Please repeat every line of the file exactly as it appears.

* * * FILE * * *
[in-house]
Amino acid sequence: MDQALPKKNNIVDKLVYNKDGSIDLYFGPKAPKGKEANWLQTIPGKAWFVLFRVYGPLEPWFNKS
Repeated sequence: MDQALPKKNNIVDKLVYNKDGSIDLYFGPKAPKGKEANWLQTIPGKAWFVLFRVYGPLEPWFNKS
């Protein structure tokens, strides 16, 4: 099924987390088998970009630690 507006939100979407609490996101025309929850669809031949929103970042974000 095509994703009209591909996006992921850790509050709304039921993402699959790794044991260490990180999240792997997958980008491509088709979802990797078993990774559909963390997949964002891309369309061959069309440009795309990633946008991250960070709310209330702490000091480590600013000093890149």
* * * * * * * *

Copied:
[in-house]
Amino acid sequence: MDQALPKKNNIVDKLVYNKDGSIDLYFGPKAPKGKEANWLQTIPGKAWFVLFRVYGPLEPWFNKS
Repeated sequence: MDQALPKKNNIVDKLVYNKDGSIDLYFGPKAPKGKEANWLQTIPGKAWFVLFRVYGPLEPWFNKS
């Protein structure tokens, strides 16, 4: 099924987390088998970009630690 507006939100979407609490996101025309929850669809031949929103970042974000 095509994703009209591909996006992921850790509050709304039921993402699959790794044991260490990180999240792997997958980008491509088709979802990797078993990774559909963390997949964002891309369309061959069309440009795309990633946008991250960070709310209330702490000091480590600013000093890149």